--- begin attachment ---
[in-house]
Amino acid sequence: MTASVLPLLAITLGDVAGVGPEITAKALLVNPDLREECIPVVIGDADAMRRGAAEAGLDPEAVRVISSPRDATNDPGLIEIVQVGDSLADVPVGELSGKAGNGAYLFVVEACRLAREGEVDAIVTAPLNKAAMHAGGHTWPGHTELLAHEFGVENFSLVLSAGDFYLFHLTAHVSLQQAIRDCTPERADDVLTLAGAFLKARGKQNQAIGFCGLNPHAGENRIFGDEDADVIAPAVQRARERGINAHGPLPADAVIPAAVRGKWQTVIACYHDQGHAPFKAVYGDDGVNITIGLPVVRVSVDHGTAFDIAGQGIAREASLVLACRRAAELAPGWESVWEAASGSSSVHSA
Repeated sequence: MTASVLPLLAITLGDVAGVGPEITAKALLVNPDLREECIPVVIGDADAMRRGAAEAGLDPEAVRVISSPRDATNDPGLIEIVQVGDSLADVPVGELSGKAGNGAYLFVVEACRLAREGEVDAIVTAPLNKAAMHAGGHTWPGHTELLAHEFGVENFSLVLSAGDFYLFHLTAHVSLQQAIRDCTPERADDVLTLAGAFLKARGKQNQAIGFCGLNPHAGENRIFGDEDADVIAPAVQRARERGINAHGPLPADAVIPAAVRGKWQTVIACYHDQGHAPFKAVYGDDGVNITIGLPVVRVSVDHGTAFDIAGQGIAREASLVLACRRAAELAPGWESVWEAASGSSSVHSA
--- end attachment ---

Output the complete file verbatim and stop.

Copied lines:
[in-house]
Amino acid sequence: MTASVLPLLAITLGDVAGVGPEITAKALLVNPDLREECIPVVIGDADAMRRGAAEAGLDPEAVRVISSPRDATNDPGLIEIVQVGDSLADVPVGELSGKAGNGAYLFVVEACRLAREGEVDAIVTAPLNKAAMHAGGHTWPGHTELLAHEFGVENFSLVLSAGDFYLFHLTAHVSLQQAIRDCTPERADDVLTLAGAFLKARGKQNQAIGFCGLNPHAGENRIFGDEDADVIAPAVQRARERGINAHGPLPADAVIPAAVRGKWQTVIACYHDQGHAPFKAVYGDDGVNITIGLPVVRVSVDHGTAFDIAGQGIAREASLVLACRRAAELAPGWESVWEAASGSSSVHSA
Repeated sequence: MTASVLPLLAITLGDVAGVGPEITAKALLVNPDLREECIPVVIGDADAMRRGAAEAGLDPEAVRVISSPRDATNDPGLIEIVQVGDSLADVPVGELSGKAGNGAYLFVVEACRLAREGEVDAIVTAPLNKAAMHAGGHTWPGHTELLAHEFGVENFSLVLSAGDFYLFHLTAHVSLQQAIRDCTPERADDVLTLAGAFLKARGKQNQAIGFCGLNPHAGENRIFGDEDADVIAPAVQRARERGINAHGPLPADAVIPAAVRGKWQTVIACYHDQGHAPFKAVYGDDGVNITIGLPVVRVSVDHGTAFDIAGQGIAREASLVLACRRAAELAPGWESVWEAASGSSSVHSA